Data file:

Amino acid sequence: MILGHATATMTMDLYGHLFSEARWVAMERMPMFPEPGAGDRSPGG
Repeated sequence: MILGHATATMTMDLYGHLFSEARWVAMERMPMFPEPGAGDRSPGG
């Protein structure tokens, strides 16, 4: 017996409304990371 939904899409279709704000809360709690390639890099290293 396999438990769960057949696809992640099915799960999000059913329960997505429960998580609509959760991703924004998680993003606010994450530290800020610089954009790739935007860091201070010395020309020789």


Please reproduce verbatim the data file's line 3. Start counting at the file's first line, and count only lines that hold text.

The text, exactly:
């Protein structure tokens, strides 16, 4: 017996409304990371 939904899409279709704000809360709690390639890099290293 396999438990769960057949696809992640099915799960999000059913329960997505429960998580609509959760991703924004998680993003606010994450530290800020610089954009790739935007860091201070010395020309020789």